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Features, National Obituary Review

Dead Person of the Day September 28 – Miles Davis

No Comments 29 September 2011

Just an American Legend here folks. Enjoy

Today’s DPD comes from Leonard Pitts Jr. of the Miami Herald

Miami Herald, September 29, 1991, p. 1A
A RELUCTANT LEGEND DIES: JAZZ VISIONARY MILES DAVIS
LEONARD PITTS Jr., Herald Pop Music Critic

He was not all that crazy about the word jazz. Nor did he like the word legend, especially when it was applied, as it often was, to him.

He hated the thought of being considered an entertainer, hated it so much that often, he would turn his back on his audience, point his instrument at the floor or simply leave the stage.

He was prickly, idiosyncratic, had a terrible temper and was quite unpredictable, his career a stylistic scavenger hunt that took him on a winding course through music’s back alleys and rural roads in search of treasure.

He was the greatest jazz trumpeter of his generation. He was Miles.

Miles Dewey Davis, 65, died Saturday morning at 10:46 at St. John’s Hospital in Santa Monica, Calif., of a combination of pneumonia, respiratory failure and stroke. It seems fitting that they had to gang up on him to bring him down. After all, Davis had battled cocaine and heroin addictions, hip joint problems, diabetes, sickle cell anemia, arthritis, throat polyps, a bleeding ulcer, and an auto accident in which he broke both ankles, and had managed to come back strong each time.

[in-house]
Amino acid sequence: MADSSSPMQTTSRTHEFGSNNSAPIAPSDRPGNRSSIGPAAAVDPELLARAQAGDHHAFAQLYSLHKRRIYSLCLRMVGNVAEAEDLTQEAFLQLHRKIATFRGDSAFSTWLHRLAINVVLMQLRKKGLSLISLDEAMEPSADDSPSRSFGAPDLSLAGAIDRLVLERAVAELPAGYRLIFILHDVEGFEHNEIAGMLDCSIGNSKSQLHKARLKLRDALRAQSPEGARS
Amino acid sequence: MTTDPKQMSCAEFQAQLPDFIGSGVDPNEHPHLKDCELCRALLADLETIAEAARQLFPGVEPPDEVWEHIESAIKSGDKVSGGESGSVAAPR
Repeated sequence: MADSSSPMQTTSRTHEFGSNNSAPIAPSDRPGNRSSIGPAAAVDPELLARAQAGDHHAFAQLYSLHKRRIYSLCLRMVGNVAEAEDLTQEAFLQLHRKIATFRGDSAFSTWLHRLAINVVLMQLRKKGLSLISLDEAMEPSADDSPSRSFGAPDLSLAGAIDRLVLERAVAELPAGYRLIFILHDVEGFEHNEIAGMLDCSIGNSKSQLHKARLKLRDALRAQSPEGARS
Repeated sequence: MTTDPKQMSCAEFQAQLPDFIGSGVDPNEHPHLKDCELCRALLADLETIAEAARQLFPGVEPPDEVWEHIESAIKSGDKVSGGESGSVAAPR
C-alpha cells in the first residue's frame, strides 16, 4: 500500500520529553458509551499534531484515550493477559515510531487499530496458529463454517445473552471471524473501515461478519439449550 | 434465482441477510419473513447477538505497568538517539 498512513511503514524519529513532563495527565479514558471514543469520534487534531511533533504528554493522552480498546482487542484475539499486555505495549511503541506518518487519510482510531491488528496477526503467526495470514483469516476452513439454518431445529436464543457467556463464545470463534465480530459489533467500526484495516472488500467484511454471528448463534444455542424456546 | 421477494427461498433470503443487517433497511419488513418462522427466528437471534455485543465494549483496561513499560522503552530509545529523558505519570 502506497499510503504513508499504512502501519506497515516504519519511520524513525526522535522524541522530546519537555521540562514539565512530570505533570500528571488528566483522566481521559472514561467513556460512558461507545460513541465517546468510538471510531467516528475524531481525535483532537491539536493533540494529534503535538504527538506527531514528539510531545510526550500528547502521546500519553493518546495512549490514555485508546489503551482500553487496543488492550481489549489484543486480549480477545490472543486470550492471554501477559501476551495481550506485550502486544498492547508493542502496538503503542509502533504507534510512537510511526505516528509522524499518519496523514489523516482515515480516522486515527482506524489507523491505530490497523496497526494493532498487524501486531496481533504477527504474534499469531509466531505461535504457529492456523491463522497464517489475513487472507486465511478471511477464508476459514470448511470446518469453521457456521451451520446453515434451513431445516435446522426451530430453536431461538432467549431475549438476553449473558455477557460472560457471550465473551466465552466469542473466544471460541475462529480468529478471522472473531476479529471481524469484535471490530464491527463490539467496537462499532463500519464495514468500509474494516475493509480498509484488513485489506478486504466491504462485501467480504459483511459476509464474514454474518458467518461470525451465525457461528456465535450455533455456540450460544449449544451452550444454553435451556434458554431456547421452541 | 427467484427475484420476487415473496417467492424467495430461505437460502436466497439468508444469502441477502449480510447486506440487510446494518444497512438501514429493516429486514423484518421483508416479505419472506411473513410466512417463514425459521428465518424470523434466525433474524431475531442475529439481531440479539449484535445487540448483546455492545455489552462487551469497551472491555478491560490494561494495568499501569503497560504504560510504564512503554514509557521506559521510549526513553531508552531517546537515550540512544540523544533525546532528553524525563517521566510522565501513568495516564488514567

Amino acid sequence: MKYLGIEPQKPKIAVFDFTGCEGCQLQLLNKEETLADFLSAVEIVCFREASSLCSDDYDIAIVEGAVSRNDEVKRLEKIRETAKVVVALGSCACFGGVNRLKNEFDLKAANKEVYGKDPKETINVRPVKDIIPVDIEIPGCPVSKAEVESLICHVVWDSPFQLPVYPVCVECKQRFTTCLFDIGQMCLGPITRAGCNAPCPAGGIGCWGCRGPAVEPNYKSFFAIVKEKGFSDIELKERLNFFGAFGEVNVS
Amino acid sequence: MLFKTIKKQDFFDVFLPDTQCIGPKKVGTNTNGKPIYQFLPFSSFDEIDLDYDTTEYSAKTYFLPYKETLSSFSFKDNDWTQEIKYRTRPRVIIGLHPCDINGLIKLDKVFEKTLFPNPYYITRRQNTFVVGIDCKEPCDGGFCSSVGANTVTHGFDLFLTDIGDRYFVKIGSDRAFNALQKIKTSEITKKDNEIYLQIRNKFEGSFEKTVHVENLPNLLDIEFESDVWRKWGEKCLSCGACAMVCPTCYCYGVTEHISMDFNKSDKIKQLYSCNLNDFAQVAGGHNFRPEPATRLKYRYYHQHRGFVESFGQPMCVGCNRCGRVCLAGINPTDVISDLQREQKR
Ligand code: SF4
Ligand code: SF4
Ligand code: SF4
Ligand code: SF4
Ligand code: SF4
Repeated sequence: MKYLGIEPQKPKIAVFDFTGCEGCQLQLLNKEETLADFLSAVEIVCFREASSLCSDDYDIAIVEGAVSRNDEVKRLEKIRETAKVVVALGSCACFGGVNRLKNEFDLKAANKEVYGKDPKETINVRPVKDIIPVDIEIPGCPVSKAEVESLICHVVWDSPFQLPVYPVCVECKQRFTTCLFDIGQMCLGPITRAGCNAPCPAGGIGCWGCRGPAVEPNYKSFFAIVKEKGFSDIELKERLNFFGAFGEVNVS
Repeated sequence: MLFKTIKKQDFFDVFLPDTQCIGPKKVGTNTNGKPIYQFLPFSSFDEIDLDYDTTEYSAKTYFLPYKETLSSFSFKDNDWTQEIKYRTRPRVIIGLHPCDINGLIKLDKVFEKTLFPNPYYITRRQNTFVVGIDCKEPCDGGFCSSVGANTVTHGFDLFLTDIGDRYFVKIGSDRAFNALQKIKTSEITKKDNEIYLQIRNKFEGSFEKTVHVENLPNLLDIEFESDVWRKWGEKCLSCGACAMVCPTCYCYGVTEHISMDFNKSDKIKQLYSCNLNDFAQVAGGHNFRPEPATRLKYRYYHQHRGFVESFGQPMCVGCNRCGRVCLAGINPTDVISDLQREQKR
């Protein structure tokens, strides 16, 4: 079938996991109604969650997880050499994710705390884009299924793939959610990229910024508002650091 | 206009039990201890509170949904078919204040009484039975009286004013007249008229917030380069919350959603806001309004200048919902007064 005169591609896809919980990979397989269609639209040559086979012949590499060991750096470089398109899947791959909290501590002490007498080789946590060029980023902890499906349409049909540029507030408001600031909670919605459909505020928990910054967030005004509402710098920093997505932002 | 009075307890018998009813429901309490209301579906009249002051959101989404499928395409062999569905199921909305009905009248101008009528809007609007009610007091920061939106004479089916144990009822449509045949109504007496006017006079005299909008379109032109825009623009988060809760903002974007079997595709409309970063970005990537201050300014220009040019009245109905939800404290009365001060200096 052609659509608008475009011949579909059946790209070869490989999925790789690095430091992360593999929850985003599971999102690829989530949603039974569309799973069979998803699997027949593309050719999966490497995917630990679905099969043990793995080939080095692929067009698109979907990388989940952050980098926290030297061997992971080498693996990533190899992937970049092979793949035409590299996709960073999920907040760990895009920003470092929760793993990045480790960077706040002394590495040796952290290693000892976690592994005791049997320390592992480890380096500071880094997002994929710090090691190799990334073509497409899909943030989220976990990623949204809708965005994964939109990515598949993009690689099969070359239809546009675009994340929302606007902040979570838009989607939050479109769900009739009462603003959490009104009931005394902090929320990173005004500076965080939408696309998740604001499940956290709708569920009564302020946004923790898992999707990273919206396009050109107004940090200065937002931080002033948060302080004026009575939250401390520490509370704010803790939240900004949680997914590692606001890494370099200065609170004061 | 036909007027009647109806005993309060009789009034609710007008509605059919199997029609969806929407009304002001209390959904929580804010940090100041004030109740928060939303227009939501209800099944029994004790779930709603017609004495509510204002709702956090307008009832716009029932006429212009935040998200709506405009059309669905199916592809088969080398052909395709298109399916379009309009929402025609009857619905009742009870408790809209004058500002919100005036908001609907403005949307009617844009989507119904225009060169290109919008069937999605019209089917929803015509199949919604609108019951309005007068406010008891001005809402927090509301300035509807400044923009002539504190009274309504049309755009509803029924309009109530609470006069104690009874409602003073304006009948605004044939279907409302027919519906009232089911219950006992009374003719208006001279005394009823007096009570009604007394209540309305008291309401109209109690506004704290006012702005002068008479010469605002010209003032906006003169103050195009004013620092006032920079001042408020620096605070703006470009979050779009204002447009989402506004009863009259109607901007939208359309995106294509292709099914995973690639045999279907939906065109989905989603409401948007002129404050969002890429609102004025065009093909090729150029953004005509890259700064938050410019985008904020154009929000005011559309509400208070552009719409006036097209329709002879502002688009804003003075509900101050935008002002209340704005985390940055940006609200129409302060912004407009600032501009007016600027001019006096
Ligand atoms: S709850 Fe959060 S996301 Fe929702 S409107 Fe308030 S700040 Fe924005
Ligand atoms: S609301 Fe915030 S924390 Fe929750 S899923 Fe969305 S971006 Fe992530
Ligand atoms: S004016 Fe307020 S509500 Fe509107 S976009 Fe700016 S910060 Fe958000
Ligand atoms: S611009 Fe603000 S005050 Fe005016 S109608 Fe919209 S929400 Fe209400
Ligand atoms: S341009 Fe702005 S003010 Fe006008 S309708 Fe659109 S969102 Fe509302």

Perhaps because of what he had to come back to: his music. Davis played with a sweet lyricism that belied the turbulence of his life. His tone was intimate, insinuating. When he played, there was no one in the room but him and you, and he laced the air with tendrils of sound that wound themselves around you like a vine on a trellis.

Or maybe not. Because again, spontaneity — that ability to surprise, challenge and provoke — was his signature.

Davis was born in Alton, Ill., and moved to East St. Louis as an infant. He was the second of three children born to Cleota Henry Davis and Miles Davis II, a dentist. As a boy, Davis enjoyed sports usually winding up the smallest person on the team.

But he refused to be intimidated. The inability to back down landed him in street fights when local kids, picking on his small stature and dark skin, called him Buckwheat after the Our Gang character.

Davis refused to tolerate any racial disrespect. In later years, Miles would stir controversy time and again by angrily, bluntly excoriating white America for its racism. His rage was the result, perhaps, of growing up with a strict father who was, in the parlance of the times, a strong “race man” and an admirer of the pioneering black nationalist, Marcus Garvey. continue


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